Spray quality data for nozzles – Implications for use and advice

Author: Bill Gordon (Nufarm Australia) | Date: 27 Feb 2018

Call to action/take home messages

Advisors and growers need to critically evaluate the claims made on adjuvant labels or in technical literature about the products they plan on using, as well as the spray quality data for nozzles supplied by their manufacturers for legal compliance, efficacy and drift control.

Ensure growers select nozzles based on current spray quality information, such as the GRDC nozzle selection guide, 2017.

Why do we use adjuvants?

The primary purpose of adding an adjuvant to the tank mix should be to improve efficacy.

This may be achieved through different mechanisms, such as;

  • increasing spread of the droplet on the leaf surface,
  • modifying the leaf cuticle to improve penetration,
  • adjusting the pH of the solution to reduce interactions with cations in the water or on the leaf surface,
  • reducing evaporation to allow more time for the product to enter the target,
  • reducing undesirable interactions between products in the tank mix, or
  • improving droplet retention by reducing droplet bounce or shatter.

Figure 1. Behaviour of droplets on a leaf surface (with and without an adjuvant).  Source: Adjuvants – Oils, surfactants and other additives for farm chemicals, GRDC 2012.

Figure 1. Behaviour of droplets on a leaf surface (with and without an adjuvant).
Source: Adjuvants – Oils, surfactants and other additives for farm chemicals, GRDC 2012.

To change the behaviour of the spray solution, or of a droplet on the leaf surface, the physical and chemical properties of the spray solution usually need to be modified in some way. The most obvious effect of adding an adjuvant to the spray solution is a change in the dynamic surface tension.

Lowering the surface tension causes droplets to spread on the leaf surface, which can increase contact with the leaf surface, improving uptake. However, reducing surface tension of the spray solution can also modify how the droplets themselves are formed as they leave the nozzle, typically reducing their size (compared to water alone).

Table 1. Typical dynamic surface tension values (dynes/cm) for some common adjuvant types

Water alone

72 dynes/cm

Water + CollideTM 700 / LI 700®

48-49 dynes/cm

Water + Wetter 1000 (non-ionic) products

32 dynes/cm

Water + an organosilicone (penetrant)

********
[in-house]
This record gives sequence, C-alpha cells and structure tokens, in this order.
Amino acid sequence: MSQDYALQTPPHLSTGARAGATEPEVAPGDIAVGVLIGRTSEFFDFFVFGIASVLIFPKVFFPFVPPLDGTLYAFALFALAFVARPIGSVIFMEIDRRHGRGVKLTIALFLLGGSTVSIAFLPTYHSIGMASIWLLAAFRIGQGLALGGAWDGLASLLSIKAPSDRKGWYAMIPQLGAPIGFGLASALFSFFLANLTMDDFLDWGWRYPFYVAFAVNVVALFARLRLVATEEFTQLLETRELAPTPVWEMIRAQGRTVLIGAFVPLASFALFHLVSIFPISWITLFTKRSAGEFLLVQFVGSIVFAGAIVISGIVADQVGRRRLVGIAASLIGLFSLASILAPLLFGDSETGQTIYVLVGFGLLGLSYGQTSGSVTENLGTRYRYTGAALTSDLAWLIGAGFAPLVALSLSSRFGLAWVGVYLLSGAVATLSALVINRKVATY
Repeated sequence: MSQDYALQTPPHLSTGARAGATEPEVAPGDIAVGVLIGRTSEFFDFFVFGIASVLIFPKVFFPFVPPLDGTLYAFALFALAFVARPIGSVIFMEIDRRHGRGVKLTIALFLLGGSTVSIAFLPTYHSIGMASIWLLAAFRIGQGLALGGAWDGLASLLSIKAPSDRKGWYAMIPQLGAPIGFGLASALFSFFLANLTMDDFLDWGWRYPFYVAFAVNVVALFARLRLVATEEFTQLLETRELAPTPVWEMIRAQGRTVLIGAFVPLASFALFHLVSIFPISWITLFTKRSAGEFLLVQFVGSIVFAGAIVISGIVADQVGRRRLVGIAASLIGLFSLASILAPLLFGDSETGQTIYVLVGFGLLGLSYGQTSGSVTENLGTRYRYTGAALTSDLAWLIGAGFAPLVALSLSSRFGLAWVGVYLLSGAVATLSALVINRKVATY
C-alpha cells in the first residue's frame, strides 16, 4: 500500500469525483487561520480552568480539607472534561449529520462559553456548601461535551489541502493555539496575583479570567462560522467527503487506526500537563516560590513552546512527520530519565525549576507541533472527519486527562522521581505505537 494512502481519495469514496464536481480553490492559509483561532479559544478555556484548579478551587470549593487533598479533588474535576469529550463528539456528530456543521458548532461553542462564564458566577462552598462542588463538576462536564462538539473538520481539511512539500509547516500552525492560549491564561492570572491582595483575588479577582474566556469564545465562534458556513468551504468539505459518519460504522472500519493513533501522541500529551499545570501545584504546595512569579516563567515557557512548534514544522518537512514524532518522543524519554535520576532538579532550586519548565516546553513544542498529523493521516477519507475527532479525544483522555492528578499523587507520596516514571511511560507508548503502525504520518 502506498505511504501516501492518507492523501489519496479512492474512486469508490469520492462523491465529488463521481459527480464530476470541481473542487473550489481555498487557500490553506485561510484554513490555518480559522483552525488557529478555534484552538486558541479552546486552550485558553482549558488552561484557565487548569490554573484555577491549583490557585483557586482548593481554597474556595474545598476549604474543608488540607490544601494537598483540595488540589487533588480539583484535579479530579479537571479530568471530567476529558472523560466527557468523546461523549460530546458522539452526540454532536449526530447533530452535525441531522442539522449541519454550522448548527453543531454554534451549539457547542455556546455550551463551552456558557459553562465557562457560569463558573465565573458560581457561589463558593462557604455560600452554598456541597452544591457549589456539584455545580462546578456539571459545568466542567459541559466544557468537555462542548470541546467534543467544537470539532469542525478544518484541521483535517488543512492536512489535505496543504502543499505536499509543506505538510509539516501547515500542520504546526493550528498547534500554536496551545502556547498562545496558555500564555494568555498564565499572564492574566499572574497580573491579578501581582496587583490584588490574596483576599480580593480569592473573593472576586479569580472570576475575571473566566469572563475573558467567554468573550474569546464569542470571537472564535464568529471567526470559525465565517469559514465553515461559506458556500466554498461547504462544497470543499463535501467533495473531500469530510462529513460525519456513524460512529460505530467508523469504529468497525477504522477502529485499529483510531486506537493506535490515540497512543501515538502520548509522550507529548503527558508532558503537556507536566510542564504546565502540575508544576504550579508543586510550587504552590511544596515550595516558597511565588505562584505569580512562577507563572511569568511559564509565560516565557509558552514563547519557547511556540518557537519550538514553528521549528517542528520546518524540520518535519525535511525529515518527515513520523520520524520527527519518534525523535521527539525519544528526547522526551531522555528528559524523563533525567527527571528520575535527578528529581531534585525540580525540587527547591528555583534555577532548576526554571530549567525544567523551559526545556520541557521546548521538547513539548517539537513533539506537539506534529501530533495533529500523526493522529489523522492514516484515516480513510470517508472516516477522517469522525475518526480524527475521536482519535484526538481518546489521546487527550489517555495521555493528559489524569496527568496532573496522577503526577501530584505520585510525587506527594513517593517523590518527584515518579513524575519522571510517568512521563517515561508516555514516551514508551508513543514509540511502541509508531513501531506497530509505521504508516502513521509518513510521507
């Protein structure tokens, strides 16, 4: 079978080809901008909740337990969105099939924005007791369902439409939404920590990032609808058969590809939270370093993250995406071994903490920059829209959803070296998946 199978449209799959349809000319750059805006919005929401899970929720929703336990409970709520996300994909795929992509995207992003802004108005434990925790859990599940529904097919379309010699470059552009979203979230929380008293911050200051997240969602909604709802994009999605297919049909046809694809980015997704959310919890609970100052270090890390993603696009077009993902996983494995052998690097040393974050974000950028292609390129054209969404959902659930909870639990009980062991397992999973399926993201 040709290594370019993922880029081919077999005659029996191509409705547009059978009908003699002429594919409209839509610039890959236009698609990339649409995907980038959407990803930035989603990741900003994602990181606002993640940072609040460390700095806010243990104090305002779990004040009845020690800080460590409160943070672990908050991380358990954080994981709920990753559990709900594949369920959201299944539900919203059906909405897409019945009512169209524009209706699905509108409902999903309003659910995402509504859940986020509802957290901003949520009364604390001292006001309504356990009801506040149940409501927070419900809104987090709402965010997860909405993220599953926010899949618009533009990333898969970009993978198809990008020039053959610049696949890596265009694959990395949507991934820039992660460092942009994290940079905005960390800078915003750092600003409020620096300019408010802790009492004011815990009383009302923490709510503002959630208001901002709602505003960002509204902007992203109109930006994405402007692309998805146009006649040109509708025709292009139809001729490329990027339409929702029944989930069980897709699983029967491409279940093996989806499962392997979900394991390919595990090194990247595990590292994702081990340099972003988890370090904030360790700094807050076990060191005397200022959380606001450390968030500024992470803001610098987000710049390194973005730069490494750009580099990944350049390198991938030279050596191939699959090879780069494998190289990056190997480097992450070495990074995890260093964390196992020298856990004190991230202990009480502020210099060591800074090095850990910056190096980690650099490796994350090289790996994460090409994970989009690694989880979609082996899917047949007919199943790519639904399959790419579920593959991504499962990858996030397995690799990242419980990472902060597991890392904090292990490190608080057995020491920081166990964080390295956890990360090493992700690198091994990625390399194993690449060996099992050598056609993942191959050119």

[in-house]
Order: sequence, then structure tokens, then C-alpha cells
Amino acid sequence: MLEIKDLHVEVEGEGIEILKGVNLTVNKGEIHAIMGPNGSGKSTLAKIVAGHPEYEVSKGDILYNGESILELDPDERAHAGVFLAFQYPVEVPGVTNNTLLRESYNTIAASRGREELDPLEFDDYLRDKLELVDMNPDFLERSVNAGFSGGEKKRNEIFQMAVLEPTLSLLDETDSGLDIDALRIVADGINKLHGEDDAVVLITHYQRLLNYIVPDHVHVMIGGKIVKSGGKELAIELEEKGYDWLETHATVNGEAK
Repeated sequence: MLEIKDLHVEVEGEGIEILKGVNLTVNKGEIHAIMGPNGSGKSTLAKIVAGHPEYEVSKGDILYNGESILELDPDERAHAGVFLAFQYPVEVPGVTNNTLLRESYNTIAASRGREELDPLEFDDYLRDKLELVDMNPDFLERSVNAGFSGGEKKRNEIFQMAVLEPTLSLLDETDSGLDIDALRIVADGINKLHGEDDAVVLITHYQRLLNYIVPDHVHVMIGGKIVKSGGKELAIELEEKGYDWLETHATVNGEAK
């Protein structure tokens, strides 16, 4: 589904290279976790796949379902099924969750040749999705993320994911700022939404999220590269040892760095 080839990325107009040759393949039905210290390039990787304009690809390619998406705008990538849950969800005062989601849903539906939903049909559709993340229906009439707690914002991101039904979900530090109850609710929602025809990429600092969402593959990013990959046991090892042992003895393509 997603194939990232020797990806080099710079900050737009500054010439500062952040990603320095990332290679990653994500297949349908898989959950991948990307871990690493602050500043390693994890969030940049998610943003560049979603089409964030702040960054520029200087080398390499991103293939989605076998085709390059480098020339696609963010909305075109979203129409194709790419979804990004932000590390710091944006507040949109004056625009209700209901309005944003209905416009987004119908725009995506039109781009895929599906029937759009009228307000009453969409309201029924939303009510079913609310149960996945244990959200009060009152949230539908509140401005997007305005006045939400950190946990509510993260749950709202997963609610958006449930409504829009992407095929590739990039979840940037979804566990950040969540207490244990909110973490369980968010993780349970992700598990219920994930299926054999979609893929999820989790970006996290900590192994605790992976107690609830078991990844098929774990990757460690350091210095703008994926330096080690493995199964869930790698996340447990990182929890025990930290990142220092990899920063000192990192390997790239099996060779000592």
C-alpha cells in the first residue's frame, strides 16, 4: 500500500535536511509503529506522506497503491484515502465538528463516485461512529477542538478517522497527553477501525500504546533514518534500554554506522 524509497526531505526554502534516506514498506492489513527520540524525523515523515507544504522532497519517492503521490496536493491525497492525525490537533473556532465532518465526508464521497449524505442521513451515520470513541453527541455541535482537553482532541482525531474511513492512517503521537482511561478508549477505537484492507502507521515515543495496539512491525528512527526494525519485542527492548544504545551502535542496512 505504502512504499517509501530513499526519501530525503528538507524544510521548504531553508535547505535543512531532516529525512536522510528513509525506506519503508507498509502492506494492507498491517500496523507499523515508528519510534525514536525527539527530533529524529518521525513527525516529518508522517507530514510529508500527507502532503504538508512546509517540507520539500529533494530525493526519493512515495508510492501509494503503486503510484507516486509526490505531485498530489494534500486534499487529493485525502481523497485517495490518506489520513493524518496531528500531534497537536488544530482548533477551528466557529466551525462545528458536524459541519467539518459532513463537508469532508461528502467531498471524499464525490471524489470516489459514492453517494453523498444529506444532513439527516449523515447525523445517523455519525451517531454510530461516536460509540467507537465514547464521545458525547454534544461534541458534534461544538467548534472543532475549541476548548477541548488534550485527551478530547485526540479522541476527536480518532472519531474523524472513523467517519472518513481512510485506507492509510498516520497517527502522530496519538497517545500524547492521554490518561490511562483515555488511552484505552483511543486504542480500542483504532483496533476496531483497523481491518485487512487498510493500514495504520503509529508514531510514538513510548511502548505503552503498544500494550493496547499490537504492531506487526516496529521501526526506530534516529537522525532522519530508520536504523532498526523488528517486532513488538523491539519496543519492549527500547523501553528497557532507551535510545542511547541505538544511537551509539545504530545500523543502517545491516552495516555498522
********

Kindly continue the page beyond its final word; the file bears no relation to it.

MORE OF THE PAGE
22-23 dynes/cm

One of the main factors influencing the droplet sizes produced by a nozzle is the nozzle design itself, that is some nozzles are coarser or finer than others. The spray solution also has an influence, where products with a lower dynamic surface tension tend to produce finer droplets than product with a higher dynamic surface tension. Other factors including viscosity and solution temperature can also impact on how droplets are made through various nozzles. Typically, the more uniform the pattern is as is begins to break up, the more uniform the range of droplet sizes produced will be (compare the uniformity of the emulsion in figure 2, to the other solutions).

Figure 2 is a series of photos of the effects of various adjuvant types on the spray pattern of a TeeJet® AIXR11002 at the same pressure.  Source: University of Queensland, C-START

Figure 2. Effect of various adjuvant types on a TeeJet® AIXR11002 at the same pressure.
Source: University of Queensland, C-START

Spray quality according to various standards

Spray quality is not a direct measurement of drift, but a measurement of the range of droplet sizes produced by a nozzle.  Spray quality data may be reported by nozzle manufacturers against a couple of different standards including the British Crop Protection Council (BCPC) or the older American Society for Agricultural Engineers (ASAE) Standard S572, which are both mentioned on some Australian labels.

Both the BCPC and older ASAE standards report spray quality based on water alone being sprayed through the nozzle.

More recently the ASAE has changed its name to the American Society for Agricultural and Biological Engineers (ASABE) and has adopted a new standard for spray quality known as the ASABE S 572.1. The new standard requires that testing of pre-orifice and air induction nozzles include the addition of a 40 dynes/cm adjuvant to water as the test solution. This has been designed to provide data that better reflects the spray quality that a typical tank mix may produce, rather than water alone. As a result, recent nozzle charts (see figure 3) may show spray qualities that may appear to be finer than older charts that may still be in circulation. It is important that nozzles are selected based on the best available data.

Figure 3 is a graph comparing old and new spray quality data for the same nozzle.  Source: GRDC Grownote – Spray Application for Grain Growers, 2017.

Figure 3. Comparing old and new spray quality data for the same nozzle.
Source: GRDC Grownote – Spray Application for Grain Growers, 2017.

Contact details

Bill Gordon
Nufarm Australia
Ph: 0418 794 514
Email: bill.gordon@nufarm.com

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